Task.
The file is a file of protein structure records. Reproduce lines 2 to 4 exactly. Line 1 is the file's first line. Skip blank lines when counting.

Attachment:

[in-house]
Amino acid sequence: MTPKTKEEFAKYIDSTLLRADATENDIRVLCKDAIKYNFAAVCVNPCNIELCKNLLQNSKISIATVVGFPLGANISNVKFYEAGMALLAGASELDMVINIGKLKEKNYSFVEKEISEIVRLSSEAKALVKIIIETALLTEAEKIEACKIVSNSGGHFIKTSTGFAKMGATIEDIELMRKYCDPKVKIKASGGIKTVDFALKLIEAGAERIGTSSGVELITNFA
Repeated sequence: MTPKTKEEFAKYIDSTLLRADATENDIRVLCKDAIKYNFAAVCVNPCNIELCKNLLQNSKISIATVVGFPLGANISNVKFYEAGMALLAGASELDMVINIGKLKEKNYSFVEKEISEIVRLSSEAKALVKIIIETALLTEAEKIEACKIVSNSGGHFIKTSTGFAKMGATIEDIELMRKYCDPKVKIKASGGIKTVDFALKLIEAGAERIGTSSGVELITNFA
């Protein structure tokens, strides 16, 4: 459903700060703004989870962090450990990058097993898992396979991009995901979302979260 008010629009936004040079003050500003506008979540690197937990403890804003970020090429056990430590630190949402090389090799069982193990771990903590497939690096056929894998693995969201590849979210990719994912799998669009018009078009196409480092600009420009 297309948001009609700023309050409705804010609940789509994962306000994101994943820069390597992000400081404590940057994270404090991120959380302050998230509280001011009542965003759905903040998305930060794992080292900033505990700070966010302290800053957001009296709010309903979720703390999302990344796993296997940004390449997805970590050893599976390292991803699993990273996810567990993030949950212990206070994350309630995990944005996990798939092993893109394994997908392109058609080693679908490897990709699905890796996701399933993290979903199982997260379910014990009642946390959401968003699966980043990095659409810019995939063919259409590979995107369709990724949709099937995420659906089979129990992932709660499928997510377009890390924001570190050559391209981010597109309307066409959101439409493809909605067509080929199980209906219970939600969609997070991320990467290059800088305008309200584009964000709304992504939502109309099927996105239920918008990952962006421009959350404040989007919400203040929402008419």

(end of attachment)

Amino acid sequence: MTPKTKEEFAKYIDSTLLRADATENDIRVLCKDAIKYNFAAVCVNPCNIELCKNLLQNSKISIATVVGFPLGANISNVKFYEAGMALLAGASELDMVINIGKLKEKNYSFVEKEISEIVRLSSEAKALVKIIIETALLTEAEKIEACKIVSNSGGHFIKTSTGFAKMGATIEDIELMRKYCDPKVKIKASGGIKTVDFALKLIEAGAERIGTSSGVELITNFA
Repeated sequence: MTPKTKEEFAKYIDSTLLRADATENDIRVLCKDAIKYNFAAVCVNPCNIELCKNLLQNSKISIATVVGFPLGANISNVKFYEAGMALLAGASELDMVINIGKLKEKNYSFVEKEISEIVRLSSEAKALVKIIIETALLTEAEKIEACKIVSNSGGHFIKTSTGFAKMGATIEDIELMRKYCDPKVKIKASGGIKTVDFALKLIEAGAERIGTSSGVELITNFA
């Protein structure tokens, strides 16, 4: 459903700060703004989870962090450990990058097993898992396979991009995901979302979260 008010629009936004040079003050500003506008979540690197937990403890804003970020090429056990430590630190949402090389090799069982193990771990903590497939690096056929894998693995969201590849979210990719994912799998669009018009078009196409480092600009420009 297309948001009609700023309050409705804010609940789509994962306000994101994943820069390597992000400081404590940057994270404090991120959380302050998230509280001011009542965003759905903040998305930060794992080292900033505990700070966010302290800053957001009296709010309903979720703390999302990344796993296997940004390449997805970590050893599976390292991803699993990273996810567990993030949950212990206070994350309630995990944005996990798939092993893109394994997908392109058609080693679908490897990709699905890796996701399933993290979903199982997260379910014990009642946390959401968003699966980043990095659409810019995939063919259409590979995107369709990724949709099937995420659906089979129990992932709660499928997510377009890390924001570190050559391209981010597109309307066409959101439409493809909605067509080929199980209906219970939600969609997070991320990467290059800088305008309200584009964000709304992504939502109309099927996105239920918008990952962006421009959350404040989007919400203040929402008419």